Tips for Tuba, Vol. IC (David Porter, Principal Tuba, The McLean Orchestra)
Plane Angle Equals Air Route Ratio
Now that the parents, student, and music director have a consensus about starting to play the tuba (see volume 28, no.4, pp. 62-64), there is still a concern to address, even before the student begins to learn to read music. That concern is the physical relationship between the student and the instrument. Although this may seem like a simple item to fix, unchecked form in sitting and holding the tuba can lead to playing problems in the air column and embouchure, as well as permanent health problems years or decades later. Our goal is to set the student up for lifelong comfort and pleasure on tuba, whether they are ultimately an amateur or a professional. As mentioned in this column in the last issue of the Journal, regardless of the physical characteristics of the student, most obstacles can be overcome by desire and determination. This is universal whether the student is large, small, tall, short, or even physically challenged in some unusual way.
Playing tuba is easier for some than others, but there is one connection for all needed adjustments for all players. That connection is the angle of the leadpipe to the student’s mouth. The correct position can be described as follows: the leadpipe needs to be at a right angle to the vertical plane of the fron~ teeth. By vertical plane, I mean the imaginary line drawn vertically from under the nose to the chin. This plane will be different for every person, depending on the amount of “overbite” or “underbite.” Whatever the plane, the leadpipe needs to be a right angle to this plane. Mouthpiece placement can determine whether the leadpipe position is centered on the embouchure, but the leadpipe direction will determine the correct angle to the plane. There certainly are professional and adult amateurs who do not have/use this position and sound fine ~ thus the disclaimer that desire, determination, and listening for good sound can overcome any obstacles. However, we are talking about new tuba players, and we want the quickest and easiest method possible that leads to achieving good sound and good playing habits.
In order for maximum efficiency ratio of air flow to lip buzz, the angle of the air route needs to be as unobtrusive as possible. Starting from the lungs, the air must flow through the throat area, into the mouth, over the tongue, between the front teeth, between the lips, into the mouthpiece, and through the leadpipe. With all of these areas to traverse, the possibilities of disruptions are numerous. Many of the disruptions that occur come distortion, bending, twisting and/or turning of the angle of the leadpipe to the vertical plane of the front teeth. This results from the student not sitting and/or holding the tuba in a way that allows him/her to approach the instrument correctly.
Before showing the student anything about the tuba, have the student sit down and place the tuba on the lap to assess the leadpipe angle. While checking this, there are several areas to adjust to make sure the student will get the angle correct every time. 1) The player should have a straight spinal column, head straight up over the shoulders, and shoulders aligned with the head (not slouching). 2) The instrument should have a leadpipe that is not bent, flattened, or crooked. Be sure that the bell is rounded out (not crumpled or elliptical) which will help balance and handling. 3) The chair needs to be big enough to hold both the seat of the player and the instrument. The chair should be sturdy. A good chair for tubists should have a square~back and hardwood chairs, when available, are nice. 4) The music stand must be adjustable with one hand, yet sturdy, and the height must enable the student to view the music without changing the proper leadpipe angle. 5) The space around a tubist is critical to the comfort of the playing position. Although not always available, it is preferable to give the tubist enough space to be able to put their horn up and down, turn side to side, and move fonvard or backward a few inches – all without bumping the instrument, the player or another player. 6) The sitting height of the player and the tuba need to be adjustable. One can use books, an instrument support stand, a towel, or a piece of wood to adjust the position of the instrument or player (as appropriate) to achieve the correct angle. When all of these areas have been checked, the tuba may still have to be rotated in its held position. Each tuba model has its own unique design relative to the wrap of the lead pipe around the tuba bell, and the instrument has to be rotated to make the angle of approach correct. Don’t forget to be sure that the student moves the music stand to see it clearly without rotating the tuba, or rotating the head, sliding the embouchure to a crooked position or to one side of the mouthpiece.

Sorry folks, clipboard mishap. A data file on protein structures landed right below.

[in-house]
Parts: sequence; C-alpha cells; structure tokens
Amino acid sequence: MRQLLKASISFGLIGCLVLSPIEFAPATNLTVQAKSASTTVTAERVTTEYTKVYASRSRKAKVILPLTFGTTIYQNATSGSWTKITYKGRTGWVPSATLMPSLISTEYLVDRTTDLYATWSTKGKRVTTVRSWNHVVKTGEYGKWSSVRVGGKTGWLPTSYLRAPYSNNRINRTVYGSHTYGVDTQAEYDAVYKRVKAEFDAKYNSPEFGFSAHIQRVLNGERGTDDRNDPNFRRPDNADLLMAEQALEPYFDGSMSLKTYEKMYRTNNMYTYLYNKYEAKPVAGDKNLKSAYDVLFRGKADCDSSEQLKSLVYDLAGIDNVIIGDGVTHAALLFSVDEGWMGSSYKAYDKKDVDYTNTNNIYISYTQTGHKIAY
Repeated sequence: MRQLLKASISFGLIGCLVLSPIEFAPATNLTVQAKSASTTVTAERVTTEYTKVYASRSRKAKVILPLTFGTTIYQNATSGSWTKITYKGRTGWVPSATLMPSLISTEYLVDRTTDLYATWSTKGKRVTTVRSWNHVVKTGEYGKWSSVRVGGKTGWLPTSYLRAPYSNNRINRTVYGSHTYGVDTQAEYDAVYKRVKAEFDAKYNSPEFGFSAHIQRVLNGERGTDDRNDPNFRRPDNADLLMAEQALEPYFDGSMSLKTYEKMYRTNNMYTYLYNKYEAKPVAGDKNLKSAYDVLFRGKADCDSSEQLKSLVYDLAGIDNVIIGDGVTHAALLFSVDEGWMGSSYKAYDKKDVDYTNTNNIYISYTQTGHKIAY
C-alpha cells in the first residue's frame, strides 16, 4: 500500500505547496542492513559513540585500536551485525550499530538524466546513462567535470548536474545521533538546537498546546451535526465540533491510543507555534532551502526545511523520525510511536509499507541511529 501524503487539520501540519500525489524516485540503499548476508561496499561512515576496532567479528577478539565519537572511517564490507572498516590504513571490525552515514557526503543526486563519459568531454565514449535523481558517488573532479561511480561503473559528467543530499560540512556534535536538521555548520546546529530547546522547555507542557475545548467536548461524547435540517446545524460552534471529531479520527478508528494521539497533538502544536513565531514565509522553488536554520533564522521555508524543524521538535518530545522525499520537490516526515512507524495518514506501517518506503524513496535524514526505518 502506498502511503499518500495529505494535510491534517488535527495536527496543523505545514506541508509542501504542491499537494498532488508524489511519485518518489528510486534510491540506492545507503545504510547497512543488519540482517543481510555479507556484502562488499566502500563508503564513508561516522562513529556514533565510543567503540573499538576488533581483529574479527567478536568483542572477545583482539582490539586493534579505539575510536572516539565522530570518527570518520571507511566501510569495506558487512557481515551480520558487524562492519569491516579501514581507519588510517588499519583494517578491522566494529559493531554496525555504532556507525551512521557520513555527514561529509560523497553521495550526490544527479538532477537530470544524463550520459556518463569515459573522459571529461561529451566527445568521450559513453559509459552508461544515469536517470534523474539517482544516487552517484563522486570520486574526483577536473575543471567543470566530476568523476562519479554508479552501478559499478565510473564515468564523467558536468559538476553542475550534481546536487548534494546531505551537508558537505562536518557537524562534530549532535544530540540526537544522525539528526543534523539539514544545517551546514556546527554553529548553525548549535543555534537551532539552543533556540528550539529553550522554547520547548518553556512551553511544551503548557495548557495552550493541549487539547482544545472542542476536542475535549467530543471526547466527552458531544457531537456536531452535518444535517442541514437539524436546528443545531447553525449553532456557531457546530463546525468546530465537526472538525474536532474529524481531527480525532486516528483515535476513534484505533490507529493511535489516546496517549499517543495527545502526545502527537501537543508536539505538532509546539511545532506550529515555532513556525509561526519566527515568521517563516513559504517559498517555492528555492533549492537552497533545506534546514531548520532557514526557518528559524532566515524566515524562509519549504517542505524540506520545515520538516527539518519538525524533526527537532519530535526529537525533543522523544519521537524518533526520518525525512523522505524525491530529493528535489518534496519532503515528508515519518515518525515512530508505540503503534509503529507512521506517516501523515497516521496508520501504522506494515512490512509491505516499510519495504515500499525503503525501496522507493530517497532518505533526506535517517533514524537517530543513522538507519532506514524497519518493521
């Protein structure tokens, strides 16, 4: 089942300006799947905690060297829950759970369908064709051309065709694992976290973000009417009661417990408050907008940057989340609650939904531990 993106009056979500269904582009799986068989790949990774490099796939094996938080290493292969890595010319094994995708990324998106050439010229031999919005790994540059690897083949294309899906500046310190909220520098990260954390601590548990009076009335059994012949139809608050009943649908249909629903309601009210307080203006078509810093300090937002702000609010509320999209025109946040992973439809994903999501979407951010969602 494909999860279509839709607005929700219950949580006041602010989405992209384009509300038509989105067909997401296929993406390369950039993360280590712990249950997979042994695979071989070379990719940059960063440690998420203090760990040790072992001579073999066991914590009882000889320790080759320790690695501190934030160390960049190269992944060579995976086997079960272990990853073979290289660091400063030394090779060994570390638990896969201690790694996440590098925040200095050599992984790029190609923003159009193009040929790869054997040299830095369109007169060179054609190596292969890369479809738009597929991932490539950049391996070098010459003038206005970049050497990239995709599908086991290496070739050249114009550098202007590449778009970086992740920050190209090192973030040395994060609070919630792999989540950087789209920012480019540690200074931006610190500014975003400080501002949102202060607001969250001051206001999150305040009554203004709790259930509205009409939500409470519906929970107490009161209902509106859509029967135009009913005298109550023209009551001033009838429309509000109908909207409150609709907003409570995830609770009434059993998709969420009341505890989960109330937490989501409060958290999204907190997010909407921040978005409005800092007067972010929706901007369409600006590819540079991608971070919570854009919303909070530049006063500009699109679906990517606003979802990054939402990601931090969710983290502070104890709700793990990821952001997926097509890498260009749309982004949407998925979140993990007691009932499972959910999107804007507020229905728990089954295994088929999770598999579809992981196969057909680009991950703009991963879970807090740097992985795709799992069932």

With all the previous areas to think about, again there is none so important as the angle of the leadpipe to the student’s mouth to get the best quality tone, to achieve the most unobstructed air flow for the best sound resonance and projection, and to provide maximum comfort of the player. In the winter issue column, we will talk about some steps to assure the success of the new tubist, even before we talk about breathing. However, in the mean time remember: Don’t Forget To Breathe!